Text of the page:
I lowered myself in, pulled my straps tight and stretched my gloves over my hands. Gripping the steering wheel I looked left and right. A marshal pointed at me and I hit my ignition button, blipped the throttle, engaged first gear, brought the revs up to 3000 and lifted the clutch. Away we went. No stalling, my confidence was high.
I followed Johnny Herbert down the pits and waited for Nabil and Sanjeev to catch up. Down the hill, into the unbelievably tight left hander under the tunnel and then up the hill and out of the pits, for the first time I was out on the Yas Marina circuit, in a single seater under my own steam… and it felt great.
With each lap we upped the pace, and as I swerved all over Johnny’s rear wing I egged him on to go faster. Coming through a chicane the back end stepped out on me as I took too much kerb, but I planted the throttle, gave it a dab of oppo, and shot off back under Johnny’s rear wing. On the straight I got that wonderful feeling of my helmet being pulled up again, just as I had in the F1 car, but this time when the brakes went on I was ready for it. When I turned in to the high speed corners, I knew which way to lean. I knew what was coming, and I was in control.
All of my physical worries were gone. I was just loving this too much.
But once again, it was all over too soon.
I pulled the 3000 into the pits and jumped out, thanking everyone I could find. Johnny walked over and I hugged him.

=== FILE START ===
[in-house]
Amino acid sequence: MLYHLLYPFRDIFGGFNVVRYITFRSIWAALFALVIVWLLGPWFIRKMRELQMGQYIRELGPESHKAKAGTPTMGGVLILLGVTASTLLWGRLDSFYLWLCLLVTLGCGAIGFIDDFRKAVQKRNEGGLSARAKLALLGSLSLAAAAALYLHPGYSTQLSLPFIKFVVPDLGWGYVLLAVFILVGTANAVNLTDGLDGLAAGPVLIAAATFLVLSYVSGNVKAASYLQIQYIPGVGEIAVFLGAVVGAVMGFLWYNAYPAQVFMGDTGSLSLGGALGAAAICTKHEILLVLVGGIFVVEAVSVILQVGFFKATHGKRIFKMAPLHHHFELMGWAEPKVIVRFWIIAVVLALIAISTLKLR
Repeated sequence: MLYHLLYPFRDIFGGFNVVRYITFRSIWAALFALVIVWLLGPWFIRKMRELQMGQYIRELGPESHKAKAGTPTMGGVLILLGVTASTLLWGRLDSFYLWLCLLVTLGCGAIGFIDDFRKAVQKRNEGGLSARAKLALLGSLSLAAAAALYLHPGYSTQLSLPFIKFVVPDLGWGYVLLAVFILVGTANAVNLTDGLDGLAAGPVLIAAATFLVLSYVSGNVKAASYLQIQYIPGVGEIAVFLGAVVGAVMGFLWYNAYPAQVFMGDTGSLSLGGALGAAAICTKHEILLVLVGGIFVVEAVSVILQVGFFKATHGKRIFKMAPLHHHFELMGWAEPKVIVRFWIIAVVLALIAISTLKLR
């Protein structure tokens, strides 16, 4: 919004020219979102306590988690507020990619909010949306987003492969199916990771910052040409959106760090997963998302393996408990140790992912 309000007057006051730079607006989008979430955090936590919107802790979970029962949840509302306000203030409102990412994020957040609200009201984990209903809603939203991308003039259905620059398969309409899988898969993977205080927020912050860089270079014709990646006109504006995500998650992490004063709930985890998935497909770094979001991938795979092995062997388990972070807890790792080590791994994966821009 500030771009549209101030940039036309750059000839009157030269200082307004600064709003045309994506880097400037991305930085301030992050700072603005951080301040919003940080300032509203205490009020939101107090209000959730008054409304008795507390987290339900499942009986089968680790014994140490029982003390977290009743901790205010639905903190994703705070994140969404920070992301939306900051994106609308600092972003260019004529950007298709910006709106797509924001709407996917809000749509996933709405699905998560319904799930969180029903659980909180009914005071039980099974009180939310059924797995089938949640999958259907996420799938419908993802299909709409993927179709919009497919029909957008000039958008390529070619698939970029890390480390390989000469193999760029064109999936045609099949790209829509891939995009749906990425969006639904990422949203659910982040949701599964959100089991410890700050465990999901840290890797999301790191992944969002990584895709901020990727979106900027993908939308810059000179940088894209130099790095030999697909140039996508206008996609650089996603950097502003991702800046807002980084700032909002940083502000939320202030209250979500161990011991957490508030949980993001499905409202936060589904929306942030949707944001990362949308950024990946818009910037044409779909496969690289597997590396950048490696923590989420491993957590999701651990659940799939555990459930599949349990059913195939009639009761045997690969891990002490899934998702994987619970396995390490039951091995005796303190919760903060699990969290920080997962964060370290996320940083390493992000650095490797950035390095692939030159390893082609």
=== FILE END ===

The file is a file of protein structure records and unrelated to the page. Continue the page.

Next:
“You’re slow old man,” I grinned?
“Slow? I was waiting for you to pass me, or at least put a move on me to tell me to go faster.”
“We weren’t allowed to pass. I thought sticking my nose up the inside of you was warning enough.”
“I never saw you. Are you sure you did that? Don’t remember. You must have been too slow. How’s your neck?”
“Shut up Johnny.”
We were still laughing when we arrived for the farewell bbq that night by the marina. I honestly don’t think anybody wanted to go home, but like all dreams it had to come to an end at some point. Everybody had experienced something new. Whether it was Rod who’d swapped a dragster for a single seater, or the F1 boys who’d got to sit in a dragster, the competition winners who’d had two days they would never forget or the F1 media who had suddenly been given the most incredible insight into the sport they cover… everyone came away with stories they’ll be telling forever.
For me the whole experience was unforgettable, but one of the biggest highlights came one week later in the Japanese Grand Prix paddock in Suzuka. I was in the media centre, and three Brazilian journalists came up to see me. They told me that they’d just come from Bruno Senna’s Brazilian media time and that they’d started talking about his time in Abu Dhabi.
“And you know what? He mentioned you. We didn’t ask him or prompt him to tell us anything, and he just came out and said, ‘You know who could race if he wanted to? Will Buxton. He impressed me.’”
I’ll be talking about those two days for a long time. But I’ll be dining out on that quote forever.
What an incredible experience. What an incredible track. What an incredible opportunity.
Now, if I can just find half a million dollars, maybe I should give Colin Kolles a call about that second HRT seat alongside Bruno for Abu Dhabi…
Bruno and his Abu Dhabi HRT team-mate... if I can find the cash.
All images c/o Darren Heath